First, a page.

“After entering it by a small aperture, they passed on in a direction nearly parallel with the surface; sometimes along a spacious arched way, not less than twenty-five feet high and twenty wide…”
“… At other times, by a passage so narrow, that they could with difficulty press through, till they had proceeded about 1,200 feet; here their progress was arrested by a pool of water, wide, deep, and as salt as that found in the hollows of the lava within a few yards of the sea.” (Ellis)
“One may walk along it for about fifteen minutes, through a passage which often reaches a considerable height. … The cave runs into a deep subterranean pool of very cold water, and further progress can be made only by swimming through an aperture in the makai end, when one may enter an inner cave, which is said to lead to the sea.” (Kinney, 1913)
“More than thirty natives, most of them carrying torches, accompanied (Ellis’ group) in their descent; and on arriving at the water, simultaneously plunged in, extending their torches with one hand, and swimming about with the other.”
“The partially illuminated heads of the natives, splashing about in this subterranean lake; the reflection of the torch-light on its agitated surface; the frowning sides and lofty arch of the black vault, hung with lava, that had cooled in every imaginable shape …”
“… the deep gloom of the cavern beyond the water; the hollow sound of their footsteps; and the varied reverberations of their voices, produced a singular effect; and it would have required but little aid from the fancy, to have imagined a resemblance between this scene and the fabled Stygian lake of the poets.”
“The mouth of the cave is about half a mile from the sea, and the perpendicular depth to the water probably Not less than fifty or sixty feet.”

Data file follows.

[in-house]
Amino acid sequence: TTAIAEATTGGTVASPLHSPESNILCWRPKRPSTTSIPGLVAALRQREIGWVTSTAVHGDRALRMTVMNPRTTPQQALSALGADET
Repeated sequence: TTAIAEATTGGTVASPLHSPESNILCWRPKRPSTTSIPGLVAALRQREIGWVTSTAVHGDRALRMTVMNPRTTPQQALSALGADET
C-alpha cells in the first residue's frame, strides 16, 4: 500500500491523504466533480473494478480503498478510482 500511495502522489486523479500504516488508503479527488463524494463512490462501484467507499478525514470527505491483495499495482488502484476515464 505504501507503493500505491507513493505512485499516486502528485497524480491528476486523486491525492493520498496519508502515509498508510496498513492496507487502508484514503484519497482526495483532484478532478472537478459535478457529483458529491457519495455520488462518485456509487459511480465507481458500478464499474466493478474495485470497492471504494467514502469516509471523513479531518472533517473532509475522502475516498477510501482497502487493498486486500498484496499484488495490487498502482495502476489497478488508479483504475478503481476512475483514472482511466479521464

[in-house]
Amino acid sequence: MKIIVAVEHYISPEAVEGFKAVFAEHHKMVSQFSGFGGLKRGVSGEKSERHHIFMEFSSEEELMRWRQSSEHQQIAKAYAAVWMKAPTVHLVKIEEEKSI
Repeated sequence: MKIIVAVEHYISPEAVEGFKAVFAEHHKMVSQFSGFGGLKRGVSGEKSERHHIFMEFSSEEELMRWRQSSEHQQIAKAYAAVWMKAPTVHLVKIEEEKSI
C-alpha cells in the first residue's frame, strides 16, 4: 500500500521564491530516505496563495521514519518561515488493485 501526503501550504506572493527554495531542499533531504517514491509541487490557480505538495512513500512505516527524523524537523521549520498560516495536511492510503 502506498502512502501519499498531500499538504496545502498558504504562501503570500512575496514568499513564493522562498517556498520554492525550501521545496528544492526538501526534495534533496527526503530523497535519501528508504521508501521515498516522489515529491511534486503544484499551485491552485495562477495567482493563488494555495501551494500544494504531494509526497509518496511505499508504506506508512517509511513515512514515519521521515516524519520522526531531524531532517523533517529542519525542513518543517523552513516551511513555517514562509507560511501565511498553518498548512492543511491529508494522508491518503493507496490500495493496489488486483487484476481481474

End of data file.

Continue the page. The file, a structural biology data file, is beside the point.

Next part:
“The pool is occasionally visited by the natives, for the purpose of bathing, as its water is cool and refreshing. From its ebbing and flowing with the tide, it has probably a direct communication with the sea.” (Ellis)
When war threatened the early inhabitants of Kona, and it was not uncommon, those who could not fight took refuge in the cave, and while the battles raged overhead, the refugees sent forays up the mountain and to the sea, via the cave, to gather food and water. (laniakea)
“In this cavern, children and aged persons were placed for security during an assault or sally from the fort, and sometimes the wives of the warriors also, when they did not accompany their husbands to the battle.”
“The fortification was probably extensive, as traces of the ancient walls are discoverable in several places; but what were its original dimensions, the natives who were with us could not tell. They asserted, however, that the cavern, if not the fort also, was formerly surrounded by a strong palisade.” (Ellis)
When the Thurstons retired to Honolulu, the house and land became the property of Mokuʻaikaua Church.
In 1980, sections of the cave had collapsed and the entrance was choked with debris and the entrance near the Thurston House was disturbed by squatters.
Waste products and debris have been dumped into the cave, causing an accumulation of sediment and muck within the cave. The western entrance to the cave near Hale Halawai is blocked. Large concrete pillars within the cave apparently were place to support improvements above. (Rasmussen)
The Laniākea house fell into disrepair, and in the 1990s the Laniākea Foundation was formed to save the ruins of the cave and home site from development. (laniakea)